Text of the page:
Sudden hearing loss is usually linked to cochlear inflammation but may, in rare cases, indicate the presence of an acoustic neuroma, or vestibular schwannoma. And when it comes to acoustic neuroma surgery, two sets of eyes on an ear can make all the difference.
That’s why Mia Miller, MD, and John Yu, MD, have teamed up to deliver exceptional patient care at Cedars-Sinai’s Acoustic Neuroma and Lateral Skull Base Tumor Program. The pair combine their expertise to treat neuroma tumors, which—while noncancerous—can leave patients with seriously disruptive symptoms, such as vertigo, tinnitus or hearing loss. If left untreated, the tumors can press against the brain stem and impact neurological function or become life-threatening.
The Cedars-Sinai Difference
An estimated 2 to 4 in 100,000 people are affected by acoustic neuromas, and 80%-90% of cerebellopontine angle lesions are acoustic neuromas. Cedars-Sinai was named #1 in Los Angeles and #7 in the nation for Neurology & Neurosurgery, according to U.S. News & World Report’s“Best Hospitals 2022-2023” rankings, and that expertise is of utmost importance when it comes to surgical treatment of this condition. So is the access Cedars-Sinai provides to innovative neurology research and groundbreaking clinical trials.
As co-directors of the Acoustic Neuroma and Lateral Skull Base Tumor Program at Cedars-Sinai, Miller and Yu highly value their partnership in the operating room. As an otologist/neurotologist, Miller possesses a deep understanding of bone anatomy and the locations of nerves in and around the ear. As an experienced neurosurgeon, Yu is highly specialized in brain anatomy and monitoring neurological function.
“We bring different strengths to patient care,” Yu said. “We complement each other very well. Our different disciplines and the parts of the tumors that we specialize and develop expertise in allow us to deliver outstanding care for the people we serve.”
Treatment Goal: Preserving Hearing and Facial Nerve Function
Miller and Yu specialize in two methods of surgery to address acoustic neuromas. The first is radiosurgery, which stops tumor growth through directing focused beams of radiation at the tumor. The other option is microsurgery, which offers a chance to preserve the patient’s current level of hearing.
The surgery can be completed through three approaches: translabyrinthine, middle fossa and retrosigmoid. The translabyrinthine approach sacrifices hearing but is effective for large tumors, while the other two approaches preserve hearing. The full range of procedures is available at Cedars-Sinai, depending on the tumor’s location and which treatment best suits the tumor.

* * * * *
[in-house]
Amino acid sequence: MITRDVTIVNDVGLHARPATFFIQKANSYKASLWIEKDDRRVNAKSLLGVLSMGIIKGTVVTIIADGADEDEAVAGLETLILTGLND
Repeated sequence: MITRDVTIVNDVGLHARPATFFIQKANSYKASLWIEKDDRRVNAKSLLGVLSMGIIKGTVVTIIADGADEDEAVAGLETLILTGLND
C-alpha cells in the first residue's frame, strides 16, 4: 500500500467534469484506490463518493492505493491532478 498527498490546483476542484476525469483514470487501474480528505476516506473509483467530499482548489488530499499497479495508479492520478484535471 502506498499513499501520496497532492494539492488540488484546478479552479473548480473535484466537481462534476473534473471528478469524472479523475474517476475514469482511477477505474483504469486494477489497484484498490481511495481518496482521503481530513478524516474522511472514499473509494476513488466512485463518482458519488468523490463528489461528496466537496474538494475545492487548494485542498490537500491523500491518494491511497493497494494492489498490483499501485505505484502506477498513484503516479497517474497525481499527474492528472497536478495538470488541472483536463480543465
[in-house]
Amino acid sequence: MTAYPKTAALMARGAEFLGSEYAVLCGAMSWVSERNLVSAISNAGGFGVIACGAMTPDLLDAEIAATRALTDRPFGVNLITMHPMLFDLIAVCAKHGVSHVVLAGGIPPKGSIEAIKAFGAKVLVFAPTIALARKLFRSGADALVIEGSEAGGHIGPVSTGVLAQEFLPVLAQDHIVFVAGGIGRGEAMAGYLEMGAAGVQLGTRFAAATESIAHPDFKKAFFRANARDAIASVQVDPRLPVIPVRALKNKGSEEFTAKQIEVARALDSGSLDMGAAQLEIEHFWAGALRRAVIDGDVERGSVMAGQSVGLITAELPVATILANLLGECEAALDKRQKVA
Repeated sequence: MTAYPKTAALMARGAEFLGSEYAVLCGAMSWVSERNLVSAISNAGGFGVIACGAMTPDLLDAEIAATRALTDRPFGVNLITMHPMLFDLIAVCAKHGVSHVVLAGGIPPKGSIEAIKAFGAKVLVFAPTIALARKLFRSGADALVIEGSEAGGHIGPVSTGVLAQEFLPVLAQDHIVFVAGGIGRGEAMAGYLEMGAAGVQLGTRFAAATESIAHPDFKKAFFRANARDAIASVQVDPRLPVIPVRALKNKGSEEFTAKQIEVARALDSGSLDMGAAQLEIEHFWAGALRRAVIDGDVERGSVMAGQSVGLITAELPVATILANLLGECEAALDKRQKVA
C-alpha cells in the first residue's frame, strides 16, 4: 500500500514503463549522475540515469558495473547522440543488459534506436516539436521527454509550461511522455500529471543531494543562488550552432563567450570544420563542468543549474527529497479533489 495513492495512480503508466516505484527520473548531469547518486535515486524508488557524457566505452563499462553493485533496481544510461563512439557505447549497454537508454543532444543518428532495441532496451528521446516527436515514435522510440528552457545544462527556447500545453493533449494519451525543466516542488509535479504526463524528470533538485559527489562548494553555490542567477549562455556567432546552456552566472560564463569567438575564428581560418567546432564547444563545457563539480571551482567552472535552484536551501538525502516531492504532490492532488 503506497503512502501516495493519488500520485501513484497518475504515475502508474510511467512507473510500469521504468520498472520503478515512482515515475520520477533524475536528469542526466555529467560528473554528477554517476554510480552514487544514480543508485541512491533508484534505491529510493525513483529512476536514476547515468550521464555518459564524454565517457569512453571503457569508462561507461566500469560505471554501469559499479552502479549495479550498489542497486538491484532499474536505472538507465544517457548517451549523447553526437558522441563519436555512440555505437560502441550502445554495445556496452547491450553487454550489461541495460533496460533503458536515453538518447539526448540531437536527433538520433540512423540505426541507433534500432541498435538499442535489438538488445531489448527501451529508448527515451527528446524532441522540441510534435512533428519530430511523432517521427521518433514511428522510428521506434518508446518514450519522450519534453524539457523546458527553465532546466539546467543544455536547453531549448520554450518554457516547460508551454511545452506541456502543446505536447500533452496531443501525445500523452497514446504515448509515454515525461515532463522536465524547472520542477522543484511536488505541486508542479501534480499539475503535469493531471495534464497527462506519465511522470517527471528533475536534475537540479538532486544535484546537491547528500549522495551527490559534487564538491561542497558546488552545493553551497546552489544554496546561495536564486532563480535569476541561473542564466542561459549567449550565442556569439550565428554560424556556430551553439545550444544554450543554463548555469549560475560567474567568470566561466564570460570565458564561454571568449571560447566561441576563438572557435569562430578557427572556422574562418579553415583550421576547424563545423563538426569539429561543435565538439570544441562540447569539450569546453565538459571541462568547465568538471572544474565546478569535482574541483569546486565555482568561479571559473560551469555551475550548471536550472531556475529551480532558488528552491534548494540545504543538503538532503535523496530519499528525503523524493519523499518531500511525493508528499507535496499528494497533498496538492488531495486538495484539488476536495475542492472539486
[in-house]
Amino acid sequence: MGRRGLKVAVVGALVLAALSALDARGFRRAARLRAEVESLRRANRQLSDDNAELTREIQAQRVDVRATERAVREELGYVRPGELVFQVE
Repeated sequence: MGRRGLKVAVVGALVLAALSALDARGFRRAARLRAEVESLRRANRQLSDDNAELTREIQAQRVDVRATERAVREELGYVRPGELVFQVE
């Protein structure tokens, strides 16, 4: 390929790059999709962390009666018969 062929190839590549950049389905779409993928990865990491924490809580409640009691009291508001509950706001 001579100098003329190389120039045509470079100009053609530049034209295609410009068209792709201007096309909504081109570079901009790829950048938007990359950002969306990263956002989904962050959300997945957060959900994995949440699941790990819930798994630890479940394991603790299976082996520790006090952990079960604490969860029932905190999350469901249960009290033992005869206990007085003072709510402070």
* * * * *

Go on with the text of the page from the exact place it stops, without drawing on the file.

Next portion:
The surgery itself is an incredibly delicate affair, requiring precise movements so as not to affect surrounding nerves that impact hearing, balance and facial muscles.
“These surgeries are very particular because the tumors grow from the covering of the hearing and balance nerves,” Miller said. “As we remove the tumors, we aim to preserve hearing and avoid the risks of working close to these critical nerves.”
Innovative Treatments and Research
Miller and Yu enjoy the collaborative nature of the team at Cedars-Sinai, and they often work directly with other specialists—including facial nerve and vestibular specialists, audiologists, radiation oncologists, physical therapists, neurophysiologists, and more—to provide a multidisciplinary approach and ensure comprehensive care. A dedicated patient care navigator also supports each patient through every step of the process.
Patients at the Cedars-Sinai Acoustic Neuroma and Lateral Skull Base Tumor Program also benefit from access to innovative therapies and research.
In the lab, Yu collects and isolates schwannoma stem cells from the acoustic neuromas he and Miller treat, propagating the cells to identify which tumor stem cells generate benign tumors. This research aims to support additional testing and animal models to develop new therapies and medications.
The pair is also working on immunotherapy that would target acoustic neuromas in patients with neurofibromatosis 2, a genetic disorder that puts patients at risk for the tumors.
Another forthcoming clinical trial uses scorpion venom dye to fluoresce the schwannoma immediately prior to surgery, enabling surgeons to visually distinguish the nerves from the tumor and decreasing the risk of complications.
“We’re pushing new therapies and making the surgeries safer,” Yu said. “We’d love for our research to really impact care. We’re working toward developing trials that will provide information for the novel therapies of the future.”
If you’d like to refer a patient to Cedars-Sinai’s Acoustic Neuroma and Lateral Skull Base Tumor Program, please call 310-423-7900.
On August 22, we are hosting an informational discussion (virtual and in-person) for people with acoustic neuromas and those who care for them. If you have a patient who wishes to attend, they can RSVP to email@example.com.